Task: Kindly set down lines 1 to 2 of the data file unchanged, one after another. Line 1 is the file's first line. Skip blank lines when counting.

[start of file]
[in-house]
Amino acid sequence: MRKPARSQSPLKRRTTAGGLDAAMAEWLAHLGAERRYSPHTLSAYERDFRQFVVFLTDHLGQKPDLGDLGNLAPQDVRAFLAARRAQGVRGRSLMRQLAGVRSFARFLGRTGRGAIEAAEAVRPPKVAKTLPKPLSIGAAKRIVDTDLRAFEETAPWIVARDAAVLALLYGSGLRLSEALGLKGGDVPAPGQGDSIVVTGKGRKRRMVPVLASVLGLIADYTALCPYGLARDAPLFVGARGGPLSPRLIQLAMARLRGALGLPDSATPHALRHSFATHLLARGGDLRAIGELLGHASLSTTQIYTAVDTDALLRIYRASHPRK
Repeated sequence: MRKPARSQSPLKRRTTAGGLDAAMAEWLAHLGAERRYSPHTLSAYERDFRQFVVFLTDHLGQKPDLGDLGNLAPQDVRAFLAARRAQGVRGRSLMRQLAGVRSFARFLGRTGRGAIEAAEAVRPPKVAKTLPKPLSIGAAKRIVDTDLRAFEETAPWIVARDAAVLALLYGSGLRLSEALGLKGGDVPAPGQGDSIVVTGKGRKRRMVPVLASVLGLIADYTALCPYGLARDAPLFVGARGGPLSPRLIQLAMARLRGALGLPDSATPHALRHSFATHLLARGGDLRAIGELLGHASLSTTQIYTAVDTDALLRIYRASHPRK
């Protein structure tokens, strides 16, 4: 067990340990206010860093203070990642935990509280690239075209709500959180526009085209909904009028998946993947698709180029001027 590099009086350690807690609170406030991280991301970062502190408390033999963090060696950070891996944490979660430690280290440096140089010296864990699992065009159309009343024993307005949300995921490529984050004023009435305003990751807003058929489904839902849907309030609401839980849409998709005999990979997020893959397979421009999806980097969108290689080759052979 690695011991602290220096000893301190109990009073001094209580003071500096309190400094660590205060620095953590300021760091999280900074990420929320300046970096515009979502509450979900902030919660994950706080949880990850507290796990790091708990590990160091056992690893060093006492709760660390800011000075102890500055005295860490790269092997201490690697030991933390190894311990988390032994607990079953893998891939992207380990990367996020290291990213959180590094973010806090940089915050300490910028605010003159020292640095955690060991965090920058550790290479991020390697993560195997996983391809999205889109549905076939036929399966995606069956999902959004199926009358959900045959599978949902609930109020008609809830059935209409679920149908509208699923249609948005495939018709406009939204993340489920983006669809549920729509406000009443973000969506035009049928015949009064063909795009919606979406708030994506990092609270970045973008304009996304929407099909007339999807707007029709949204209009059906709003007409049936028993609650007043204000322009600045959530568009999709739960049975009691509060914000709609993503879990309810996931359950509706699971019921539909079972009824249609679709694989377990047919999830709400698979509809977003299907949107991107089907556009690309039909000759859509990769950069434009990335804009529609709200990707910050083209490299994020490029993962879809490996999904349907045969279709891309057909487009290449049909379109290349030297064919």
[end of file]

[in-house]
Amino acid sequence: MRKPARSQSPLKRRTTAGGLDAAMAEWLAHLGAERRYSPHTLSAYERDFRQFVVFLTDHLGQKPDLGDLGNLAPQDVRAFLAARRAQGVRGRSLMRQLAGVRSFARFLGRTGRGAIEAAEAVRPPKVAKTLPKPLSIGAAKRIVDTDLRAFEETAPWIVARDAAVLALLYGSGLRLSEALGLKGGDVPAPGQGDSIVVTGKGRKRRMVPVLASVLGLIADYTALCPYGLARDAPLFVGARGGPLSPRLIQLAMARLRGALGLPDSATPHALRHSFATHLLARGGDLRAIGELLGHASLSTTQIYTAVDTDALLRIYRASHPRK